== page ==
The epicenter of the European regulation in the last decade was the establishment of a regulatory regime that promoted xDSL as the technology of preference via (strongly debated) rules for unbundling the incumbent’s access networks. LLU (and bistream to a lesser extent) gives the incentive to alternative operators to select the cost-effective and much easier option of renting infrastructure instead of rolling out their own access networks. The vast majority of alternative operators today have committed enormous investments to leverage on the LLU provisions. The few exceptions come primarily from Eastern European countries where LLU is not available (or was made available relatively late). In these countries, FTTH/B became the technology of preference for alternative operators.

Incumbents have long sought for significant increases in the LLU prices and eventually their wish seems to materialize. However, this may be a threat in disguise for two reasons:

First, When an alternative operator builds its own infrastructure its customers will be transferred from the copper LLU service to the new fiber network. This would mean that the wholesale revenue of the incumbent will fall. If we factor in the possibility of synergies and collaboration between alternative operators, incumbent’s wholesale revenue will likely fall dramatically with no compensation from the retail market. Until today, the competition between alternative operators left the incumbents indifferent of the outcome – regardless of who is providing the retail service the retailer pays the LLU fee to the incumbent. At the best case scenario, if they won the customer they’d improve their top line, so they’d be better off.

Second, incumbents have a profound operational disadvantage when considering an FTTH rollout. When an incumbent’s FTTH/B network becomes available in an area, the incumbent has to maintain its copper network for its wholesale business. This means that they will have to maintain two networks instead of one. In the general case, incumbents that deploy VDSL continue to maintain their copper infrastructure in the backhaul due to their regulatory obligation towards their competitors. So, whether or not fiber is available to a neighborhood’s outdoor cabinet, the copper to the CO remains there, and must be supported and maintained. This would make it highly unlikely to see incumbents collaborating to a significant scale with any of their competitors to build FTTH.

The policy measures currently under consideration seem somewhat skewed towards alternative operators as they don’t improve the investment incentives for incumbents. Regulation should acknowledge the capacity of incumbents to drive the change and provide the grounds for them to be a part of it. Would the decommissioning of the copper access network be an option after the deployment of an FTTH network? Incumbents would be given a powerful incentive to roll out FTTH as it would realistically improve their cost baseline and the FTTH business case overall.

 

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Making the Internet Thrive in Greece

February 7, 2013

  Last year, I worked with the Foundation of Economic and Industrial Research ‘ΙΟΒΕ‘ and Google for a study to analyze the bariers that prevent the wider use of the Internet in Greece. The study also illustrates with examples and analysis the opportunities of the medium for businesses, citizens and the public sector. It was released last […]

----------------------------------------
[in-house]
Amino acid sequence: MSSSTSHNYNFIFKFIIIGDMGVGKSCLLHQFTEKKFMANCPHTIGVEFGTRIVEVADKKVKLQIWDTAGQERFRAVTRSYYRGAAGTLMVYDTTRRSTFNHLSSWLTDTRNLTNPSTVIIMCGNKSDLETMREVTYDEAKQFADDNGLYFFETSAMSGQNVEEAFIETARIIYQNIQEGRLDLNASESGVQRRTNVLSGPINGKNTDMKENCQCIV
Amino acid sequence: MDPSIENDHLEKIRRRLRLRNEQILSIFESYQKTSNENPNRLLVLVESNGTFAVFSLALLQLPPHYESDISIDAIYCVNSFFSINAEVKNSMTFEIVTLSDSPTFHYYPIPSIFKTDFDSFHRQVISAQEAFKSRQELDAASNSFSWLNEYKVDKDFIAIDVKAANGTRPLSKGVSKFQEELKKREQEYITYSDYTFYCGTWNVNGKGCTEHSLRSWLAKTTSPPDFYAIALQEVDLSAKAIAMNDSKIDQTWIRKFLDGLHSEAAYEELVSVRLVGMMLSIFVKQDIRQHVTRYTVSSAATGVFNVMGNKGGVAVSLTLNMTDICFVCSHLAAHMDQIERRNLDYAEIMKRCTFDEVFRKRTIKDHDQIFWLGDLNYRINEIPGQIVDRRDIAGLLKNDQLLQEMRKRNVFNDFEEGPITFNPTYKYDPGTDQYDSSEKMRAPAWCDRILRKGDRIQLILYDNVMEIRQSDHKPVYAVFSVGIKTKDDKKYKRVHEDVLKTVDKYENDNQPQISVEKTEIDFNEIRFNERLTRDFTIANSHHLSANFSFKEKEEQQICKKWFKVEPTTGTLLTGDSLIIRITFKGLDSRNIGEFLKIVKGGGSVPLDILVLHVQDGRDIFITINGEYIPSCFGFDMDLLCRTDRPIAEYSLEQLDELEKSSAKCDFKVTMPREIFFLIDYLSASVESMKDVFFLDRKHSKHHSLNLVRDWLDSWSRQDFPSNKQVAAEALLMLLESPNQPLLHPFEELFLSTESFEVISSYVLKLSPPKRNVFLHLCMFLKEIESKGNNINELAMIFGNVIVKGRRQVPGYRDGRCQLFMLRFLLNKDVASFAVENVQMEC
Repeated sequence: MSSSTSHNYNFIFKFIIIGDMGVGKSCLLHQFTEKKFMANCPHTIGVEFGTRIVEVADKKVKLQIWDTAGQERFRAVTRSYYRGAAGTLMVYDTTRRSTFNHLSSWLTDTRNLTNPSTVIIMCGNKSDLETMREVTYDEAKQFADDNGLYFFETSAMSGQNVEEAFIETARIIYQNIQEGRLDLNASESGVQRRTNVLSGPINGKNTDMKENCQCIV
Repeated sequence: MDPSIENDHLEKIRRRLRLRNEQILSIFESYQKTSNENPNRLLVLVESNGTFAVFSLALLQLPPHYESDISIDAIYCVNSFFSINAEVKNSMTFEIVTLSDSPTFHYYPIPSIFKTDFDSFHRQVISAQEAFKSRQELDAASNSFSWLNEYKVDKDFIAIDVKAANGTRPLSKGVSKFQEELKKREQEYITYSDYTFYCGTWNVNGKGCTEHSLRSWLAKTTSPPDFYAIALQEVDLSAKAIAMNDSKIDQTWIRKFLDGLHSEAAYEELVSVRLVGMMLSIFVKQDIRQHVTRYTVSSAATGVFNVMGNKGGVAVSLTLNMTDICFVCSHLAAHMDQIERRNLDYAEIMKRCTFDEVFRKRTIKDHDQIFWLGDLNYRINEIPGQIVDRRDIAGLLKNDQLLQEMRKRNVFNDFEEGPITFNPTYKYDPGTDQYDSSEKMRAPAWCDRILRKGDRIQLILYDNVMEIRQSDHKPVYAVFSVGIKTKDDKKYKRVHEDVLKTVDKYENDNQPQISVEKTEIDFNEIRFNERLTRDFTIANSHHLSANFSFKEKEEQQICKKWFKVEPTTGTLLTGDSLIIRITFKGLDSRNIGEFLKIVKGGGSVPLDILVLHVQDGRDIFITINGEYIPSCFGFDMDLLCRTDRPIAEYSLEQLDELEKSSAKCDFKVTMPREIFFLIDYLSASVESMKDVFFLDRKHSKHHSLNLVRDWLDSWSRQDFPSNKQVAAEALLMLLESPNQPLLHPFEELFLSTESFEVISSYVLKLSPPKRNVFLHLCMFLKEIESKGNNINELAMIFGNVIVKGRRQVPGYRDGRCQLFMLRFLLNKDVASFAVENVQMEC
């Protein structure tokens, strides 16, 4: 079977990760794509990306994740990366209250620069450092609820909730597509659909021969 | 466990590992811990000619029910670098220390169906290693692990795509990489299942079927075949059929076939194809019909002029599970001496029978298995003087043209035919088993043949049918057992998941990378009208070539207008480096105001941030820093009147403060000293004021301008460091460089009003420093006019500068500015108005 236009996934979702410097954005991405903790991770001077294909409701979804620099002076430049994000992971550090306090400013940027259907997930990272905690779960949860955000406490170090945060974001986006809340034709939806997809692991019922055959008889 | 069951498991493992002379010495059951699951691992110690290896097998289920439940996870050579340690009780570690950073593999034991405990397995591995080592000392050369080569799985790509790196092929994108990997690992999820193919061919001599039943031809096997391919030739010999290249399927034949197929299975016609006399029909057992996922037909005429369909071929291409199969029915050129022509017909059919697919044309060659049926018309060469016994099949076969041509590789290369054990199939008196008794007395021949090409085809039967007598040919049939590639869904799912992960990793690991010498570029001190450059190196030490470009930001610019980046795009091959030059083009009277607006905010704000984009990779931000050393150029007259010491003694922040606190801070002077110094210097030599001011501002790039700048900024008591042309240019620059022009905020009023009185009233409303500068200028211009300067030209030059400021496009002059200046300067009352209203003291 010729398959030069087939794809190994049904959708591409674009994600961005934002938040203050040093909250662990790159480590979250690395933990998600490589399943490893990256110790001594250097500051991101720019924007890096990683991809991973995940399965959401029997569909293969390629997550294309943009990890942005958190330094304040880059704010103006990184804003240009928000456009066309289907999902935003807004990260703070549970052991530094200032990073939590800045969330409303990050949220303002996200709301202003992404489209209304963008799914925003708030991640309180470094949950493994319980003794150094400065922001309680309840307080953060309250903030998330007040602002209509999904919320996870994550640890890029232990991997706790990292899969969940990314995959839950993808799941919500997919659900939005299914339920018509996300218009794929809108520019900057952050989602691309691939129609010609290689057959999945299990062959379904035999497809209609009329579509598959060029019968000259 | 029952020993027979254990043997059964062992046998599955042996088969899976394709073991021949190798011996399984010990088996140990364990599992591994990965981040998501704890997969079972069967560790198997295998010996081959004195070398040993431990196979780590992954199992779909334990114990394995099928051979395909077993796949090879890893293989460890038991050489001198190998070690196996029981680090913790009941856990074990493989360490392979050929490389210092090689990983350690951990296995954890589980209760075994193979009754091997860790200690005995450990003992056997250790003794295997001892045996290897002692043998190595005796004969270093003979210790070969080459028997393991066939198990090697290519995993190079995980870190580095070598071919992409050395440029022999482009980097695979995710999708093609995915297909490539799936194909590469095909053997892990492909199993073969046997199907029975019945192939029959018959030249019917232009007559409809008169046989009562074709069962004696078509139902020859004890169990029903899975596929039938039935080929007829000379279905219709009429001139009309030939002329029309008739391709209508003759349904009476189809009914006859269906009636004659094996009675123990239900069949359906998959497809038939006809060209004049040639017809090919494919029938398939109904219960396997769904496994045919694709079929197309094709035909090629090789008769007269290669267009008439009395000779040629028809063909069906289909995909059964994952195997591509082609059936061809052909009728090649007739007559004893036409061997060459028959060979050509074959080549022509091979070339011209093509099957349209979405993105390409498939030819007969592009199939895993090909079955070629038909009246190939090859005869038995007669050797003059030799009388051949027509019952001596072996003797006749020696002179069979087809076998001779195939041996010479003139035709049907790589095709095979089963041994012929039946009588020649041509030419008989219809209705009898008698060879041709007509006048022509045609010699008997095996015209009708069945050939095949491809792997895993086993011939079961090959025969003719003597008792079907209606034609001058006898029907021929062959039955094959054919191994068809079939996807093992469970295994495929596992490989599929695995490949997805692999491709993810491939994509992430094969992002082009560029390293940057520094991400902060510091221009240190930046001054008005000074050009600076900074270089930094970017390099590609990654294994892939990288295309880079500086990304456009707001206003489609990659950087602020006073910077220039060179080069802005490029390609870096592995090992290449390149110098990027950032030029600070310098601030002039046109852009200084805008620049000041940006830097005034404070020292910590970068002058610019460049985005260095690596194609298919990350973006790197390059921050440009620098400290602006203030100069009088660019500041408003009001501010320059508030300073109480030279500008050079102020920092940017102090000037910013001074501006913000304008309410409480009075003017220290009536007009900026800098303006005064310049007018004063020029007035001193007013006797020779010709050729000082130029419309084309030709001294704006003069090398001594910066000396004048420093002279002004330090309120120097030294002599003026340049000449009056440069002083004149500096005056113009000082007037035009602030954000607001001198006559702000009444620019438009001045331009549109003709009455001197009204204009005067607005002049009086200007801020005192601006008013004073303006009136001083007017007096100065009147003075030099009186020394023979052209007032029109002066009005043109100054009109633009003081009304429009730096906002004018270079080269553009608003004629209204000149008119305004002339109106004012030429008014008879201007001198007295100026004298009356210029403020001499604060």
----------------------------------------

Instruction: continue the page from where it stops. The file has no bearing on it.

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The 7 biggest myths about the Australian NBN debunked

December 4, 2012

I found an excellent presentation on the Australian NBN that address specifically the popular concerns about its viability and long-term contribution to the Australian society and economy. Broadband Plan Finder did a great job at demystifying these worries. Read the key findings of their study here if you want to know: How NBN compares with other financing plans […]

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Paul Budde on International Telecommunications

December 3, 2012

Paul Budde from Australia has been interviewed for the World Conference on International Telecommunications that is being held in Dubai this year. Paul spells it right and to the point. The challenges, the opportunities and the approach required for a balanced development of the international telecommunications infrastructure. Watch the video, it’s 6 minutes well spent. […]

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OTE launches VDSL, at last

November 26, 2012

After nearly 2 years of anticipation, OTE eventually launched its new VDSL service this morning. OTE has been postponing the service launch due to objections to the relevant regulatory provisions, with both OTE and EETT blaming each other (a lot and vigorously) for the delay. At any rate, the service is available as of today […]

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New regulations for in-building fiber access infrastructure in Greece

November 19, 2012

On the 15th October, the new set of regulations for in-building wiring and cable infrastructure was ratified by the Greek competent authorities. With the new regulation, all new building will be equipped with  special ducting systems to facilitate the installation of fiber cables from the basement to every home and apartment. Special provisions to facilitate […]

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Another day made of Glass

October 20, 2012

A follow up video by Corning on the improvements of fiber and glass technologies. You can watch the ‘first part’ there. I love these vids.